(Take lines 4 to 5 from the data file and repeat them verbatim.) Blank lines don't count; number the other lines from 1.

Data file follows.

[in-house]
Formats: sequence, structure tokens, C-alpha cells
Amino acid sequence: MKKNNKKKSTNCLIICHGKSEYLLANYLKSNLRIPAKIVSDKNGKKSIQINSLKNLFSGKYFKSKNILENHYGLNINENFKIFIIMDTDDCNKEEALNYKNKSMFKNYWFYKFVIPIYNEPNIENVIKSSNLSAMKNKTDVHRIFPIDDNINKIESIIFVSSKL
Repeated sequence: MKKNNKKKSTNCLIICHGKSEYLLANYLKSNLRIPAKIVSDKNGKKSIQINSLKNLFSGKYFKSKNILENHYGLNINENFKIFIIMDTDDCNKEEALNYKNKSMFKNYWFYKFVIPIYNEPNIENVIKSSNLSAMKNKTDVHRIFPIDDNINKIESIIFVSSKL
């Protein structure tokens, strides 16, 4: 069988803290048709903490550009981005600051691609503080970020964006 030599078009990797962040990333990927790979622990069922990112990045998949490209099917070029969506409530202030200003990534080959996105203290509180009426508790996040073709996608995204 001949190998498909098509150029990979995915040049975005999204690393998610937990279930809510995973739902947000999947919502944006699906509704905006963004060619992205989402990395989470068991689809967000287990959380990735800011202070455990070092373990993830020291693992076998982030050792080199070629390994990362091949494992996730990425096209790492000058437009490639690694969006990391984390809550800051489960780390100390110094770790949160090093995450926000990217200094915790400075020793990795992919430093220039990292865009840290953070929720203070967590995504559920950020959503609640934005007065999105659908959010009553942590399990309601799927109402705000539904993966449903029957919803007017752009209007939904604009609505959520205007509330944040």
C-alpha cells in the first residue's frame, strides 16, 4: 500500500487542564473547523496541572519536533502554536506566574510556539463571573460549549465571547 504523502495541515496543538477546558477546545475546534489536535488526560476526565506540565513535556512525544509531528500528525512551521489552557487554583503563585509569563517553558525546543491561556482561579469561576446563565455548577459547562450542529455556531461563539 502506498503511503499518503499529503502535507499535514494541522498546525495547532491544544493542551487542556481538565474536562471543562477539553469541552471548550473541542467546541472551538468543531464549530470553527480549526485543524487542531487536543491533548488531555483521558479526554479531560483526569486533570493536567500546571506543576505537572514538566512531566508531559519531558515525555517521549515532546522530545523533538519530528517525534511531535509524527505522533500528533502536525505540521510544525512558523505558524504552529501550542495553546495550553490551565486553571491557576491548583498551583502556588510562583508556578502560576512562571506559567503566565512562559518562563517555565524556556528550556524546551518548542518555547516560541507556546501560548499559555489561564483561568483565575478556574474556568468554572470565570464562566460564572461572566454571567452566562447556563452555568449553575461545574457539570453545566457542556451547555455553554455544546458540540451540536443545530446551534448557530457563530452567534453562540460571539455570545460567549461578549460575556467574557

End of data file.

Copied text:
Repeated sequence: MKKNNKKKSTNCLIICHGKSEYLLANYLKSNLRIPAKIVSDKNGKKSIQINSLKNLFSGKYFKSKNILENHYGLNINENFKIFIIMDTDDCNKEEALNYKNKSMFKNYWFYKFVIPIYNEPNIENVIKSSNLSAMKNKTDVHRIFPIDDNINKIESIIFVSSKL
């Protein structure tokens, strides 16, 4: 069988803290048709903490550009981005600051691609503080970020964006 030599078009990797962040990333990927790979622990069922990112990045998949490209099917070029969506409530202030200003990534080959996105203290509180009426508790996040073709996608995204 001949190998498909098509150029990979995915040049975005999204690393998610937990279930809510995973739902947000999947919502944006699906509704905006963004060619992205989402990395989470068991689809967000287990959380990735800011202070455990070092373990993830020291693992076998982030050792080199070629390994990362091949494992996730990425096209790492000058437009490639690694969006990391984390809550800051489960780390100390110094770790949160090093995450926000990217200094915790400075020793990795992919430093220039990292865009840290953070929720203070967590995504559920950020959503609640934005007065999105659908959010009553942590399990309601799927109402705000539904993966449903029957919803007017752009209007939904604009609505959520205007509330944040």